We have used monoclonal antibodies developed against the apolipoproteins associated with pulmonary surfactant purified from rabbit lavage fluid to study the expression of epitopes common to these proteins. The pulmonary surfactant contained nearly 20 proteins, of which at least 10 were not derived from serum. Electrophoresis, with sulfhydryl reduction of these proteins indicated apparent molecular weights of ~155, 135, 125, and 115 x 103 (high-molecular-weight group); 80, 70, and 60 x 103 (intermediate group); and 18 through 10 x 103 (low-molecular-weight group). Two-dimensional polyacrylamide gel electrophoresis, in which the proteins were electrophoresed without reduction in the first dimension, but with sulfhydryl reduction in the second dimension, revealed that the 80, 70, and 60 x 103 proteins dissociated into proteins of nominal molecular weights of 40, 35, and 30 x 103, respectively. In contrast, the 125 and 115 x 103 proteins of the high-molecular-weight group contained a protein which could only be reduced to a minimum molecular weight of 55 to 60 x 103. Monoclonal antibodies generally were of three types: 1) those that reacted strongly with the high-molecular-weight group and weakly with the intermediate group; 2) those that reacted conversely; and 3) those that reacted only with the low-molecular-weight group. Our results indicate that at least two different surfactant apolipoproteins, with differing minimum molecular weights in SDS-polyacrylamide gel electrophoresis, have common epitopes. Although these results cannot certify a physiological relationship between these proteins, they suggest that the intracellular synthesis or extracellular processing of surfactant apolipoproteins may be more complicated than predicted by the findings of previous experiments, perhaps involving the posttranslational assembly of one surfactant protein into oligomers which resist dissociation under the conditions used for the analyses.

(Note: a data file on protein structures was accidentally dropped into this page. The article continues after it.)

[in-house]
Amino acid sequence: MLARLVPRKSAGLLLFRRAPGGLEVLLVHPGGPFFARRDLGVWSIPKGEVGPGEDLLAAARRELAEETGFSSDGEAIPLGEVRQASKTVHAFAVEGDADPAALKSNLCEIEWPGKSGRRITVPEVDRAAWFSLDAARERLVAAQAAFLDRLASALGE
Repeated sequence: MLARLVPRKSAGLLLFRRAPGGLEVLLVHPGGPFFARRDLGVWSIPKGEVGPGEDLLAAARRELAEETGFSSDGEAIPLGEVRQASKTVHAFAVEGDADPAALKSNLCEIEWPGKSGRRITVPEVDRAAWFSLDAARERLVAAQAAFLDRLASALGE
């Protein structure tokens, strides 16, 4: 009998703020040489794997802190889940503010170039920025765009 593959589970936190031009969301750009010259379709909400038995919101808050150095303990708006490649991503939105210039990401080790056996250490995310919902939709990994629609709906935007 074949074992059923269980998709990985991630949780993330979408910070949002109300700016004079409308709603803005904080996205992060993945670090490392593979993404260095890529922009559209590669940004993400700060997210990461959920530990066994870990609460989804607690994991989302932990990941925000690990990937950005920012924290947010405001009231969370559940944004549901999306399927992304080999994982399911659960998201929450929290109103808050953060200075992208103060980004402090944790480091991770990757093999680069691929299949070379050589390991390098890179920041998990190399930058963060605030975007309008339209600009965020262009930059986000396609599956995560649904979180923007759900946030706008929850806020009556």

|Original language||English (US)|
|Journal||American Journal of Physiology - Cell Physiology|
|State||Published - Jan 1 1986|
ASJC Scopus subject areas
- Cell Biology